As her first day of school under Taliban rule approaches, Sajida Hussaini is hopeful. Her father, a teacher for 17 years, and her mother had instilled in her and her siblings the value of education, and now she was a year away from high school graduation.
Even though the Taliban took over the country last summer, signaling an end to many of the rights she and other Afghan girls have enjoyed throughout their lives, the administration announced on March 23 that it would reopen schools and allow girls to attend.
But when Sajida and her classmates arrived at the school’s front gate, administrators informed them that girls above sixth grade were no longer allowed to enter the classroom. Many girls shed tears. “I will never forget that moment in my life,” said Sajida. “It’s a dark day.”
Sajida was among a million or more Afghan girls preparing to return to their classrooms after an eight-month hiatus. After the Taliban fell from power in the early decades of the 21st century, girls and women across the country enjoyed new freedoms that were suddenly called into question again in August when the fundamentalist group swept through Kabul. In initial statements to the international community, the Taliban indicated that it would relax some of its policies that restrict women’s rights, including a ban on education. But that was not to be, and when the day came to reopen the schools, Sajida and others understood that the Taliban intended to maintain its long-standing restrictions, washing away any optimism that the regime would show more ideological flexibility in its pursuit of international credibility. . In addition to maintaining a ban on girls’ schooling, the Taliban has ordered women to cover head-to-toe in public and barred them from working outside the home, traveling abroad without a male parent and participating in protests.
For a generation of girls who grew up yearning for a professional class, the Taliban’s restrictions have shattered, or at least postponed, the dreams they’ve had since their earliest memories.
Born into a middle-class Shia family, Sajida always thought that she would complete her college education and one day earn enough money to take care of her parents when they were old.
“My parents raised me with hope and fear,” she said. Hopefully she can enjoy the rights denied to previous generations of girls who grew up under the previous regime of the Taliban; Fears that the country may one day come back under the rule of people who “do not believe that girls are half of human society”.
She started going to school at the age of 7 and soon fell in love with reading, devouring every novel she could get her hands on.
“I was planning to study Persian literature to become a better writer and reflect on the wounds and plight of my society,” Sajida said.
In the years since the Taliban were ousted from power, Sajida witnessed dozens of attacks by militant groups on schools and educational centers around Kabul.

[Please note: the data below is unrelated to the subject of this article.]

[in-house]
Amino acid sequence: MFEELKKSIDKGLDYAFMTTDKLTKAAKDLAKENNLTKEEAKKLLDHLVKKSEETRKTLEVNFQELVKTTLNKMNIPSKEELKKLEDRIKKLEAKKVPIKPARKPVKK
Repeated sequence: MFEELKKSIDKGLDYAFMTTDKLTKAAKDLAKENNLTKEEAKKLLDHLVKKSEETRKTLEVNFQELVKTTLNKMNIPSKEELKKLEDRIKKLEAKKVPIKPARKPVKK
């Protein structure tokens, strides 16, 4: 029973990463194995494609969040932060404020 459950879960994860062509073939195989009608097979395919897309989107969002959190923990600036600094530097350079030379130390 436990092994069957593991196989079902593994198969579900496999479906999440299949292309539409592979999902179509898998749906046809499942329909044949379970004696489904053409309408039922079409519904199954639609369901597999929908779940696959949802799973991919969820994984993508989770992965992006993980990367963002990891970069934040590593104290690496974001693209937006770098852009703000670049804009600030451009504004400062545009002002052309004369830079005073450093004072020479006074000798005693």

In May 2021, ISIS bombed a Shia girls’ school, killing at least 90 girls and injuring 200 others.
Despite the risk of facing violence, she continued to attend school, finishing 11th grade last year before the Taliban took over Kabul, leaving her hopes of finishing high school and going to college up in the air.
The sudden change in fortunes has devastated parents across the country who invested years and savings to secure their daughters’ opportunities for professional success.
In the southeastern Ghazni province, about 150 kilometers west of Kabul, Ibrahim Shah said he had done manual labor for years to earn enough money to send his children to school. His daughter Belkis, 25, graduated from college a year ago, just months before the Taliban took control. She aspired to work as a civil servant for her country and set a role model for a generation of girls who grew up to dream big. Don’t know what she will do now. The return of the Taliban is “a dark day for Afghan women and girls,” she said.
In response to the Taliban’s policies, the UN Security Council convened a special meeting and called on the “Taliban to respect the right to education and adhere to their commitment to reopen schools for all female students without further delay.” The European Union and the US also issued condemnations.
Taliban “officials have repeatedly given public assurances that all girls can go to school,” Liz Throssell, a spokeswoman for the UN human rights office in Geneva, told BuzzFeed News. “We urge them to honor this commitment and immediately lift the ban to allow girls of all ages across the country to safely return to their classrooms.”
In response to the ban, the World Bank announced in March that it would review $600 million in funding for four projects in Afghanistan, aimed at “supporting urgent needs in the education, health and agriculture sectors and community livelihoods.”
Amid international pressure, the Taliban announced the establishment of an eight-member commission to deliberate its policy on girls’ schools. Speaking to BuzzFeed News, Sajida and four other girls expressed doubt that the administration would allow them to return to their classes.